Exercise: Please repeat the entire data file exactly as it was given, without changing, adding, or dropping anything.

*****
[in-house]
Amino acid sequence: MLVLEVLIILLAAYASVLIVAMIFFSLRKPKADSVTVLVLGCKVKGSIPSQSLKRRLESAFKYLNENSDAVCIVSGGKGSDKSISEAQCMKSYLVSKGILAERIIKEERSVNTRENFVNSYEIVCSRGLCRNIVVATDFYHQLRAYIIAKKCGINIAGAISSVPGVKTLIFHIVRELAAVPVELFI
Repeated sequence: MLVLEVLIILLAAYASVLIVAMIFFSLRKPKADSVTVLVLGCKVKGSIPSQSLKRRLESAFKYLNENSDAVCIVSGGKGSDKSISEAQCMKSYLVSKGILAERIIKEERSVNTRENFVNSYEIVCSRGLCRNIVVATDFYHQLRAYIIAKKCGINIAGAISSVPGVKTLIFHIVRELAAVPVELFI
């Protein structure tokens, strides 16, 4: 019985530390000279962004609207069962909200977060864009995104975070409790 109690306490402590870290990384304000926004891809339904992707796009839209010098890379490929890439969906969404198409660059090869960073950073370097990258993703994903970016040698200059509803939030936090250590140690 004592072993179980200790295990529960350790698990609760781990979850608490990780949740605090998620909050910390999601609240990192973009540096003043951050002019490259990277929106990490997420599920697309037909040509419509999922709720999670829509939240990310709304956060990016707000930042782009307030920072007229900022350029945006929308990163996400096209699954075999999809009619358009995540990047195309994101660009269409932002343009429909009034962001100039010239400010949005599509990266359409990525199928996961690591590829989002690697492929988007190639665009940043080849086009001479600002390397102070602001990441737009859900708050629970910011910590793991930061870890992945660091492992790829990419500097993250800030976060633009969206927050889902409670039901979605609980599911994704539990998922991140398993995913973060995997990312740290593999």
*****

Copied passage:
[in-house]
Amino acid sequence: MLVLEVLIILLAAYASVLIVAMIFFSLRKPKADSVTVLVLGCKVKGSIPSQSLKRRLESAFKYLNENSDAVCIVSGGKGSDKSISEAQCMKSYLVSKGILAERIIKEERSVNTRENFVNSYEIVCSRGLCRNIVVATDFYHQLRAYIIAKKCGINIAGAISSVPGVKTLIFHIVRELAAVPVELFI
Repeated sequence: MLVLEVLIILLAAYASVLIVAMIFFSLRKPKADSVTVLVLGCKVKGSIPSQSLKRRLESAFKYLNENSDAVCIVSGGKGSDKSISEAQCMKSYLVSKGILAERIIKEERSVNTRENFVNSYEIVCSRGLCRNIVVATDFYHQLRAYIIAKKCGINIAGAISSVPGVKTLIFHIVRELAAVPVELFI
């Protein structure tokens, strides 16, 4: 019985530390000279962004609207069962909200977060864009995104975070409790 109690306490402590870290990384304000926004891809339904992707796009839209010098890379490929890439969906969404198409660059090869960073950073370097990258993703994903970016040698200059509803939030936090250590140690 004592072993179980200790295990529960350790698990609760781990979850608490990780949740605090998620909050910390999601609240990192973009540096003043951050002019490259990277929106990490997420599920697309037909040509419509999922709720999670829509939240990310709304956060990016707000930042782009307030920072007229900022350029945006929308990163996400096209699954075999999809009619358009995540990047195309994101660009269409932002343009429909009034962001100039010239400010949005599509990266359409990525199928996961690591590829989002690697492929988007190639665009940043080849086009001479600002390397102070602001990441737009859900708050629970910011910590793991930061870890992945660091492992790829990419500097993250800030976060633009969206927050889902409670039901979605609980599911994704539990998922991140398993995913973060995997990312740290593999």